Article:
Peter believes that the reporting of corporate sustainability risk will become even more important for non-financial institutions. “There is an avalanche of sustainability-related reporting frameworks … There is increasing attention to the information that needs to be disclosed – and risk is a big part of what has to be reported. Corporates must disclose the climate and ESG risks they are exposed to. I think this is going to be quite a new domain for lots of non-financial institutions.
“And thinking about the Learning & Development and HR audience: what does it mean for us. Do we need to start thinking about how can we assess those risks? And are there any risks for us? Thinking about my HR, my training strategy, I need to also start thinking how actually we create this awareness within my institutions, within my management board, about the climate risks, and the ESG related to sustainability risks.”
While regulatory targets force companies to look at what is need now and in the near future, how is corporate sustainability playing out within governments? Isabel Garro says: “The hardest part is to really embed that agenda within government. And to be honest, it’s really hard to change the way people think about how they do the work, change minds and adapt to changes.”
And not only at governmental level: “It’s difficult to implement a new agenda that tells you that you have to change the way you do things … I think companies that want to make sure they will survive in the coming years have to accept – as we accepted in the 2000s that digital skills were needed – that it’s absolutely necessary to make sure that your employees have sustainability skills.”
How do the panellists see these changes happening within organisations? According to Isabel Garro: “It’s been clear at Acciona, an infrastructure company that also produces renewable energy, that the only way to stay in the market in the coming years is not just to implement CSR initiatives, but actually deeply transform the company. That’s what we’ve been doing for the last 15 years.”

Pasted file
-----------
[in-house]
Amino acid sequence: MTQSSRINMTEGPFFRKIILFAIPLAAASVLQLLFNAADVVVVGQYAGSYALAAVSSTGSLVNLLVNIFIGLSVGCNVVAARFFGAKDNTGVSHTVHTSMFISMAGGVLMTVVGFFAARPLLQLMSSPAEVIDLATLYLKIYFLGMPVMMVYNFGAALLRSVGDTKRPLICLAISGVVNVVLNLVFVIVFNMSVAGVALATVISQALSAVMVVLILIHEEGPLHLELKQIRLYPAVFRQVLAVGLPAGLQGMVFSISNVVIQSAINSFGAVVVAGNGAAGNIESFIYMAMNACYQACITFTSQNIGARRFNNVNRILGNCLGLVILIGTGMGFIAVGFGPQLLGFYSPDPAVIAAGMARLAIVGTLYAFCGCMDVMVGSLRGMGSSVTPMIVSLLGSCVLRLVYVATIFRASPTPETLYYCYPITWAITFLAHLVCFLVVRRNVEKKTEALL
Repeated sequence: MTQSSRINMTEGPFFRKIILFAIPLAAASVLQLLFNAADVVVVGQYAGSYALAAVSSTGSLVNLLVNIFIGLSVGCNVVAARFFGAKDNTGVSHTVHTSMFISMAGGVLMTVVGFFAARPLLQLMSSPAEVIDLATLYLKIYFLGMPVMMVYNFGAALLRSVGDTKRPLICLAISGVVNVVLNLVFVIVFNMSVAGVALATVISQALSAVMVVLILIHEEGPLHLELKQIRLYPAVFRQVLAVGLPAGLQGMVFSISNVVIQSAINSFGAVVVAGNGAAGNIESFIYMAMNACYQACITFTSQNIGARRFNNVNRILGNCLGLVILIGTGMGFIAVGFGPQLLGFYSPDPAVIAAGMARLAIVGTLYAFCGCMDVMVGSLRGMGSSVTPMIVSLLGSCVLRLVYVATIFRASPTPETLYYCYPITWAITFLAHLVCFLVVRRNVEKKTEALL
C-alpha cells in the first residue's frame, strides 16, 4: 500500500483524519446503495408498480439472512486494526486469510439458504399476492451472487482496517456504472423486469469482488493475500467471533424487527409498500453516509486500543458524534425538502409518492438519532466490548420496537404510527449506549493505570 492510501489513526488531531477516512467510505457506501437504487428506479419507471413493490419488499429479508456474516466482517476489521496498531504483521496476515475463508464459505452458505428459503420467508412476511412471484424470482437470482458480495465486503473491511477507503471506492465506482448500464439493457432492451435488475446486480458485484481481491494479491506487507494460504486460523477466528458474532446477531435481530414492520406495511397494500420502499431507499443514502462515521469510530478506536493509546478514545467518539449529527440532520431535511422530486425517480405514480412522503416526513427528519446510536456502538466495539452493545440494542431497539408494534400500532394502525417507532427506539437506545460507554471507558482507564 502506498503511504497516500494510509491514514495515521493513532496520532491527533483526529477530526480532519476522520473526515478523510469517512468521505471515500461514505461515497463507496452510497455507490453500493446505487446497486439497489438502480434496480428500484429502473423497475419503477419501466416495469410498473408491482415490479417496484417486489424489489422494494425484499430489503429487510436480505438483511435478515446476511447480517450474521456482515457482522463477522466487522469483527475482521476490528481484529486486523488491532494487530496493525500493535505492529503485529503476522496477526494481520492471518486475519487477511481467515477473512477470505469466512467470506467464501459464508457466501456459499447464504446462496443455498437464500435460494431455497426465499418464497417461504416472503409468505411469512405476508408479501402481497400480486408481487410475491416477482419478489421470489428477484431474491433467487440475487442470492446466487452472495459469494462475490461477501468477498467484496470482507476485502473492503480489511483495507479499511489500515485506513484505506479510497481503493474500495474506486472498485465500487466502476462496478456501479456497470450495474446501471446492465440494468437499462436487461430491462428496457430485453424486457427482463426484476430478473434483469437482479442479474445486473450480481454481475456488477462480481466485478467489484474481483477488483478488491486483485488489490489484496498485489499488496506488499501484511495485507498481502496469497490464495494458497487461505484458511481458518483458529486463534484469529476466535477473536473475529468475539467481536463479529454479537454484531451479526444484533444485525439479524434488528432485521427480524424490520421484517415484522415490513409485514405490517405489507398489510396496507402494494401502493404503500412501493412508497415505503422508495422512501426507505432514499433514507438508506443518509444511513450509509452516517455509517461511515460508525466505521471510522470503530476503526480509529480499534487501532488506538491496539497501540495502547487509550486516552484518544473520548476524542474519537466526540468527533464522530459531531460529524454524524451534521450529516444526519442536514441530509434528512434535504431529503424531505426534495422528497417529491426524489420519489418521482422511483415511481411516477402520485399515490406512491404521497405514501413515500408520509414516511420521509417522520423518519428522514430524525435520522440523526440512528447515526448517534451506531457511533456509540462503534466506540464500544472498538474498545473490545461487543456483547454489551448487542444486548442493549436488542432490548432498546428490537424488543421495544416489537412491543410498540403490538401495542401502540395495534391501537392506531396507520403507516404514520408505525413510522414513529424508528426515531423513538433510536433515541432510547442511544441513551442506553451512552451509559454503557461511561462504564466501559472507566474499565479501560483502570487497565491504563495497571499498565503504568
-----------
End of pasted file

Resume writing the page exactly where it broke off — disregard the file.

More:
Her approach is three-fold: “Making sure that you understand the risks ahead, and really make commitments to cover those risks.
“The second step is to adopt a resilient mindset. And to be resilient you have to change the whole company, you have to change the processes, you have to change the leadership model, you have to change everything that’s within your company. Recently we changed our policies and our codes of conduct to make sure the company is going in the same direction that the world is heading, to give responsibility to all the different stakeholders … and you have to really embed that within the company.
“And because this is ‘only paperwork’, and you realise that people find it difficult to change, we embedded the sustainability department within the financial department … You might call sustainability non-financial, but it’s actually financial. We merged our audit commission and the sustainability commission to make sure we cover all our risks.”
Acciona’s third step is not only to avoid risks but to implement a regenerative strategy, to identify new opportunities ahead, and seek out competitive advantages: “To compete and provide a positive impact in the new world that we’re living in.”
External and internal dialogue
Mark Esposito observes that Kristina Jeromin has held responsibility for internal and external communication. How, he asks, did she navigate the conversation and engagement on sustainability?